As the semester comes to a close, I usually find myself stressing—not about school but about finding a summer job. Last year, I started my search in November, and by the time April rolled around still wasn’t quite sure what I was going to do in the summer. Most of my friends don’t start searching for a summer job until reading week and when I tell them I’ve been attending CV workshops and mock interview events for months, they’re usually surprised.
My desire for a summer job isn’t simply due to the fact that I like having something to do with my four months of summer. As an Arts student, I’ve always been conscious of the fact that I don’t have a direct career path, like Engineering or Management students. Lining up summer jobs, becoming exposed to different industries, and networking are even more important for students who won’t have a clear career lined up at the end of their four years of study.
My sister claims that I spend more time writing about how hard it is to find a summer job than actually applying to summer jobs—but I promise I don’t.
Finding a summer job is not only difficult; it’s actually a full-time job in itself. Some days I find myself spending more time on my job applications than school work. One of the biggest challenges students face today is the increase in demands from employers. Not only do employers want straight-A students, they also want employees with relevant work experience, tons of extra-curriculars, and knowledge of foreign languages and cultures. Talk about high expectations! It’s starting to become a little unrealistic, and the problem is that there hasn’t been a way to directly engage with Canadian employers and express these feelings.
It turns out that some Canadian organizations are trying to get the voices of our generation heard. Last year I stumbled upon a Canadian job site and career resource for new grads called TalentEgg.ca, and I started writing for their online magazine. When they wanted to start a campaign engaging with Canadian employers, I immediately submitted my story to their project called Student Voice. So far, lots of stories have been shared and hopefully this will start informing employers that this job process is unfair to students.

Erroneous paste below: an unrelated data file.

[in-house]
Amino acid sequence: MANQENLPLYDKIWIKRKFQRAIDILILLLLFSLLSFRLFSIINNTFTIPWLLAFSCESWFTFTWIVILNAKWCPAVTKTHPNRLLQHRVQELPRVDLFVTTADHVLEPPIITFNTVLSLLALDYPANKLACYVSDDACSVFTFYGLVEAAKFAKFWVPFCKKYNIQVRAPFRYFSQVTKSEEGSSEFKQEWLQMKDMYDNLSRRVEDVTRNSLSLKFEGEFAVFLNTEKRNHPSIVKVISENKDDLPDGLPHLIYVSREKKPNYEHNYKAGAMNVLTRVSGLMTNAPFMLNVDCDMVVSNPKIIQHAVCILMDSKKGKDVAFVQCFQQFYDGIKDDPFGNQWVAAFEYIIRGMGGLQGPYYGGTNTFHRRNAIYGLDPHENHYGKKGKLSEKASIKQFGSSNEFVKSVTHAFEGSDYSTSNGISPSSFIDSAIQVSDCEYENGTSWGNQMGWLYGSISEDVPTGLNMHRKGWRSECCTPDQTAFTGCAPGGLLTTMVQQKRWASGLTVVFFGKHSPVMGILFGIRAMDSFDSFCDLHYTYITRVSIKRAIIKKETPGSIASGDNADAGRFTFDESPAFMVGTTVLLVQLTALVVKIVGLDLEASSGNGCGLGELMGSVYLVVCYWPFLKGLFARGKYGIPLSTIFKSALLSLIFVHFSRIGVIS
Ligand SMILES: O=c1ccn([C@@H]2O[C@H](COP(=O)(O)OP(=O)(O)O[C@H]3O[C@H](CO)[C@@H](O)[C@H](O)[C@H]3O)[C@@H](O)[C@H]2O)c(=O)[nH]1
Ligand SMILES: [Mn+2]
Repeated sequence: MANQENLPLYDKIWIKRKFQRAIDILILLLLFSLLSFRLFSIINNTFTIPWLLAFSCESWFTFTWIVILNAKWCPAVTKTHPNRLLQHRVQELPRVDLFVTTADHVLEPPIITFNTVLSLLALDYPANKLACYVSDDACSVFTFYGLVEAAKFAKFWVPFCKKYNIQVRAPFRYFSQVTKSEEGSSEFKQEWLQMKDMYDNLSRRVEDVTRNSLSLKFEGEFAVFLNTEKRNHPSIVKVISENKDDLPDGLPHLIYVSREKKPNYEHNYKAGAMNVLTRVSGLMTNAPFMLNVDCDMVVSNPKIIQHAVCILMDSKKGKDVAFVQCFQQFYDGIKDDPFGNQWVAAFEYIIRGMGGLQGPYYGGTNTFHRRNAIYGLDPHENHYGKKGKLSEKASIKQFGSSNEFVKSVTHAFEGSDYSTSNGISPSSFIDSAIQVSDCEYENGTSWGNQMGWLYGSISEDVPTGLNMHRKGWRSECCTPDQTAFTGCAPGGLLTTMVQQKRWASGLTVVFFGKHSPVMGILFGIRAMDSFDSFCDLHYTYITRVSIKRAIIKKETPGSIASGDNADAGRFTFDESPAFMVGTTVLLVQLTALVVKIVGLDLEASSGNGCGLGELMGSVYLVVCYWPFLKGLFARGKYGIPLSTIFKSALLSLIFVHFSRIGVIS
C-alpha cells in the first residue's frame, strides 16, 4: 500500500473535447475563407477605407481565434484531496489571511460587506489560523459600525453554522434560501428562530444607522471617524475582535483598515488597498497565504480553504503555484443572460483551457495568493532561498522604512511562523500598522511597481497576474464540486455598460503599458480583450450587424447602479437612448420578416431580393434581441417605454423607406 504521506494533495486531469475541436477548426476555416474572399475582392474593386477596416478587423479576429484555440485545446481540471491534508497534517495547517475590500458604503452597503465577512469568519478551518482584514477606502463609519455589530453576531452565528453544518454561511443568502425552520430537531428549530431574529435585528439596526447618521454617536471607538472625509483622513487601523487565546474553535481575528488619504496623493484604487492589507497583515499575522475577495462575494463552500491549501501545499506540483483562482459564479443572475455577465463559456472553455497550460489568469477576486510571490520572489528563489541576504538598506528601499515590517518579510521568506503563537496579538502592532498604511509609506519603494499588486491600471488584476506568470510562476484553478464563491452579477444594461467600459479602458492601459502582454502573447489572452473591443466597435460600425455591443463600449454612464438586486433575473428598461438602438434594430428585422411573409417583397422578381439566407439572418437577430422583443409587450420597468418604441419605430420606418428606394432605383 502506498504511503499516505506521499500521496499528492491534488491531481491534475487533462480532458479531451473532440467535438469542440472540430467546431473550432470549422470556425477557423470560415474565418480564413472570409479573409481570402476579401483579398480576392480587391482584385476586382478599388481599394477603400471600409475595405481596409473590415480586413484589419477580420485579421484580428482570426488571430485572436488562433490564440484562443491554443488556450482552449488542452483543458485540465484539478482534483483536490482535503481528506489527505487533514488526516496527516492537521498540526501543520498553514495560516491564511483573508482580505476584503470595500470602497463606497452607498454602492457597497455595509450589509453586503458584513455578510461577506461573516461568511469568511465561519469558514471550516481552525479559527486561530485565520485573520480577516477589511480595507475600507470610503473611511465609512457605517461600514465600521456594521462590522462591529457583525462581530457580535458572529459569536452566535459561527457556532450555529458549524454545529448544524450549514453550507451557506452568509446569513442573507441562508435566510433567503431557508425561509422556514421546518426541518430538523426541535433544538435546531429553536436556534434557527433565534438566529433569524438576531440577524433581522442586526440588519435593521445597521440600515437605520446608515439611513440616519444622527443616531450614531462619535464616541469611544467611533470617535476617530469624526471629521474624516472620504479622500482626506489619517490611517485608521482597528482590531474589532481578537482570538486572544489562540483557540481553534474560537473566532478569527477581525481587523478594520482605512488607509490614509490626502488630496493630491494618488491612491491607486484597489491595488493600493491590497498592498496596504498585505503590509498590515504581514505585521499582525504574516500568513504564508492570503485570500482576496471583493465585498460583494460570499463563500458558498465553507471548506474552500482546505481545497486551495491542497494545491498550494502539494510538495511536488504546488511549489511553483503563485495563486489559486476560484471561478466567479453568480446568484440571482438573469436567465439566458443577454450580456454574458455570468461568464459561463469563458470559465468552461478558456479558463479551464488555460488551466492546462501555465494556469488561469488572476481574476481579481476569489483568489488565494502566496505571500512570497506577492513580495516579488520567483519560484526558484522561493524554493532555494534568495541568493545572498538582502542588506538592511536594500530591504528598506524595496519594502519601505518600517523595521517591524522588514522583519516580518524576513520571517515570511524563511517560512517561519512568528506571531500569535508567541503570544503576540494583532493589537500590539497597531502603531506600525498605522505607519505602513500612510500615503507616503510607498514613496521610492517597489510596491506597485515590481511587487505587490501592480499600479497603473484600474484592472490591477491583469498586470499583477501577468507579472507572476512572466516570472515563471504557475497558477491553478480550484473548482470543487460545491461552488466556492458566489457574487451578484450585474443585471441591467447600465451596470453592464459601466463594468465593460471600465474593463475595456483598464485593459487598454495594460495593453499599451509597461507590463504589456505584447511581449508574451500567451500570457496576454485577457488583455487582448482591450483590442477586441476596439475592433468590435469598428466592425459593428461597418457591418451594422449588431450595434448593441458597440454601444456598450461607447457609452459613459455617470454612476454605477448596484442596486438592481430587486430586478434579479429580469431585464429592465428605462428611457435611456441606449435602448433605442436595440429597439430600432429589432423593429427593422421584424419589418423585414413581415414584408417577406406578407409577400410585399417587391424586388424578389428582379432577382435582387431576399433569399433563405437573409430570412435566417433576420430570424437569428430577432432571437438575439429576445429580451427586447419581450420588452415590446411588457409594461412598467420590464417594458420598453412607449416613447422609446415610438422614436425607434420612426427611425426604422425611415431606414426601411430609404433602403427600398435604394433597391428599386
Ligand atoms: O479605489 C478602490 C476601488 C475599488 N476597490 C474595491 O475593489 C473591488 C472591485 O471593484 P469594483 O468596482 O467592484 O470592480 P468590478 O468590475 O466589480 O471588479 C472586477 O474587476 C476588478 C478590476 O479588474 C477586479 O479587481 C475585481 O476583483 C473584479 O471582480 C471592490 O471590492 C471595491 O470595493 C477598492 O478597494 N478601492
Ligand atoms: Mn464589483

One of things that I find particularly unfair is the lack of feedback given to students who spend an enormous amount of time applying for jobs. I once had to submit over 20 essay questions with an application. After putting in a lot of time and effort, I was hoping to receive at least a standard confirmation email that they received it. I didn’t. This is part of what makes the job process so frustrating.
Finding a summer job for a good student with lots of extra-curricular experience shouldn’t be this hard—or should it? Is this just preparing us for reality, showing our generation that finding a job is not easy and it’s a lot of hard work? That may be true, but it is also true that we deserve to see a change in this job process—and it starts with letting employers know our concerns.
For now, it’s back to the drawing board, also known as my Google search engine.